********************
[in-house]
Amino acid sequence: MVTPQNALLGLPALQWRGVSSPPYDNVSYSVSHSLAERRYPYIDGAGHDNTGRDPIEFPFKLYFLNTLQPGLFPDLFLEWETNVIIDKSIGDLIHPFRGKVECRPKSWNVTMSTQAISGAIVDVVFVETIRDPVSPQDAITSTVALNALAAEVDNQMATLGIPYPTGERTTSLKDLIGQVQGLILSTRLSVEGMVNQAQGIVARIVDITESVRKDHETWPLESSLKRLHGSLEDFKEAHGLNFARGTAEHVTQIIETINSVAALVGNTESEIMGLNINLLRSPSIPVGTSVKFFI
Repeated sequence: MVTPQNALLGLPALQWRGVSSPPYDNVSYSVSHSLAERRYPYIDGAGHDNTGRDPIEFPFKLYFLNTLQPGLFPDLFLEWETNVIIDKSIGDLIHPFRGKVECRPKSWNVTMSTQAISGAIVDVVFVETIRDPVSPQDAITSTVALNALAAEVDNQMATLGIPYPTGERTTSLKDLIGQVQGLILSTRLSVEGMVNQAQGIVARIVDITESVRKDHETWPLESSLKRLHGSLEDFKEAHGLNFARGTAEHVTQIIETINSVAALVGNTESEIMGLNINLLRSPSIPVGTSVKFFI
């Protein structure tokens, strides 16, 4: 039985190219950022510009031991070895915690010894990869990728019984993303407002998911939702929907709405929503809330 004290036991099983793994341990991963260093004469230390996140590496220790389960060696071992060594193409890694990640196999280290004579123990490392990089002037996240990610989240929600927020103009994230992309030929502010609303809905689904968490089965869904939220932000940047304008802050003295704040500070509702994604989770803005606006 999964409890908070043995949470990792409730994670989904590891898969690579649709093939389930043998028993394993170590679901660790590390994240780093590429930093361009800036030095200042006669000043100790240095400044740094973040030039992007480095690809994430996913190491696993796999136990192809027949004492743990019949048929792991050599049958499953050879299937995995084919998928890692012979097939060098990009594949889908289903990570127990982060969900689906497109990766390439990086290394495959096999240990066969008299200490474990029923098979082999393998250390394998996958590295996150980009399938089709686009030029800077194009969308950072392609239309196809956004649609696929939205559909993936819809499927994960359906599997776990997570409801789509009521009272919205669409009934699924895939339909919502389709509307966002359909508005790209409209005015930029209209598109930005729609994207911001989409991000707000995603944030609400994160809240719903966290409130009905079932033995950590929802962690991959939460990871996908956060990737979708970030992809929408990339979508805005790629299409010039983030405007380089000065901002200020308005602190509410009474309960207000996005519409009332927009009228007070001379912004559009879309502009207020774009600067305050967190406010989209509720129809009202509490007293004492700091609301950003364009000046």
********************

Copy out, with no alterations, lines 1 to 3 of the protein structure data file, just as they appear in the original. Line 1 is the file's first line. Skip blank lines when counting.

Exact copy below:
[in-house]
Amino acid sequence: MVTPQNALLGLPALQWRGVSSPPYDNVSYSVSHSLAERRYPYIDGAGHDNTGRDPIEFPFKLYFLNTLQPGLFPDLFLEWETNVIIDKSIGDLIHPFRGKVECRPKSWNVTMSTQAISGAIVDVVFVETIRDPVSPQDAITSTVALNALAAEVDNQMATLGIPYPTGERTTSLKDLIGQVQGLILSTRLSVEGMVNQAQGIVARIVDITESVRKDHETWPLESSLKRLHGSLEDFKEAHGLNFARGTAEHVTQIIETINSVAALVGNTESEIMGLNINLLRSPSIPVGTSVKFFI
Repeated sequence: MVTPQNALLGLPALQWRGVSSPPYDNVSYSVSHSLAERRYPYIDGAGHDNTGRDPIEFPFKLYFLNTLQPGLFPDLFLEWETNVIIDKSIGDLIHPFRGKVECRPKSWNVTMSTQAISGAIVDVVFVETIRDPVSPQDAITSTVALNALAAEVDNQMATLGIPYPTGERTTSLKDLIGQVQGLILSTRLSVEGMVNQAQGIVARIVDITESVRKDHETWPLESSLKRLHGSLEDFKEAHGLNFARGTAEHVTQIIETINSVAALVGNTESEIMGLNINLLRSPSIPVGTSVKFFI